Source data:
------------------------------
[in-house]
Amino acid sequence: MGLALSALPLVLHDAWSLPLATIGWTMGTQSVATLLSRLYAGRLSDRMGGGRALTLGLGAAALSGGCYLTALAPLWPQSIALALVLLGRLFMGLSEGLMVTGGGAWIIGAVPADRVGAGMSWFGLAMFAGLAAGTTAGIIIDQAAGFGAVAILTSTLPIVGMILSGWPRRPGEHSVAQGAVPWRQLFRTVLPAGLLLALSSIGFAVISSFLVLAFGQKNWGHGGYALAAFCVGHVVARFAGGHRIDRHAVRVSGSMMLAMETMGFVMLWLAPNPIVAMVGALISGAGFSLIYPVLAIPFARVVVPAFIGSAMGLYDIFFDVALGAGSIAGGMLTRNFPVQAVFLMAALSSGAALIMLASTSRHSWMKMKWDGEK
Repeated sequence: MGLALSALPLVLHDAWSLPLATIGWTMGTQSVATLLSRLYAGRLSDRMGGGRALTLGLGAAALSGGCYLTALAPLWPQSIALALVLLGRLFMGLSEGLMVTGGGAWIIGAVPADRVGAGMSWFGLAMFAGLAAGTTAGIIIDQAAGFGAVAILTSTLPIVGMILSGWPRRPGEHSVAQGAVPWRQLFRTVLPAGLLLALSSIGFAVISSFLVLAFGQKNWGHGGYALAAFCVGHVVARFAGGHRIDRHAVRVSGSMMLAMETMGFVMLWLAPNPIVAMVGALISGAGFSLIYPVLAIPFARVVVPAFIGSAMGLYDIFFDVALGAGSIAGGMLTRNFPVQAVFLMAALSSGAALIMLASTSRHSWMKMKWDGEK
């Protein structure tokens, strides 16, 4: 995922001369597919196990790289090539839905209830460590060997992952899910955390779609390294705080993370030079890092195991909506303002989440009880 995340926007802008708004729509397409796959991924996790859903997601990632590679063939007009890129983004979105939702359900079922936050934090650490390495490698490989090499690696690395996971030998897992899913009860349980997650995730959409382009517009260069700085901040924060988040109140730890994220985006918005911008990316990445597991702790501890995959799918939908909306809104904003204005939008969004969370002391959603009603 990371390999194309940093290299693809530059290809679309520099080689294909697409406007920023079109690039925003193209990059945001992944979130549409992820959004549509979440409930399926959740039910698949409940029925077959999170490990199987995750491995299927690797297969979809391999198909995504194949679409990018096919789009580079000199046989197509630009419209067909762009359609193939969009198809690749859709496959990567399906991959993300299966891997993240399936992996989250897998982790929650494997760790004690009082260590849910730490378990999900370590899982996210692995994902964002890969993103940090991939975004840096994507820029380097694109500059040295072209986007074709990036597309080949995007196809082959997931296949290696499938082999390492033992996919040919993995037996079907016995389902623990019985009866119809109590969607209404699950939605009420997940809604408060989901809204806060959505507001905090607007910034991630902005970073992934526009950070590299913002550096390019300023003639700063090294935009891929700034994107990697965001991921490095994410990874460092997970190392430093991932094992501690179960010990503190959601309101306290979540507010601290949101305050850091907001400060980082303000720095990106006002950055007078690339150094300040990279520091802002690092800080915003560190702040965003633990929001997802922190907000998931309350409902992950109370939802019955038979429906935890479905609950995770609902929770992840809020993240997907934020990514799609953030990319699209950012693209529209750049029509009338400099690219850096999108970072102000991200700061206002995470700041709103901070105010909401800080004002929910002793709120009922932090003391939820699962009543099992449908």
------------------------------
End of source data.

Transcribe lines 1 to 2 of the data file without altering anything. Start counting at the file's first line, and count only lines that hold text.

[in-house]
Amino acid sequence: MGLALSALPLVLHDAWSLPLATIGWTMGTQSVATLLSRLYAGRLSDRMGGGRALTLGLGAAALSGGCYLTALAPLWPQSIALALVLLGRLFMGLSEGLMVTGGGAWIIGAVPADRVGAGMSWFGLAMFAGLAAGTTAGIIIDQAAGFGAVAILTSTLPIVGMILSGWPRRPGEHSVAQGAVPWRQLFRTVLPAGLLLALSSIGFAVISSFLVLAFGQKNWGHGGYALAAFCVGHVVARFAGGHRIDRHAVRVSGSMMLAMETMGFVMLWLAPNPIVAMVGALISGAGFSLIYPVLAIPFARVVVPAFIGSAMGLYDIFFDVALGAGSIAGGMLTRNFPVQAVFLMAALSSGAALIMLASTSRHSWMKMKWDGEK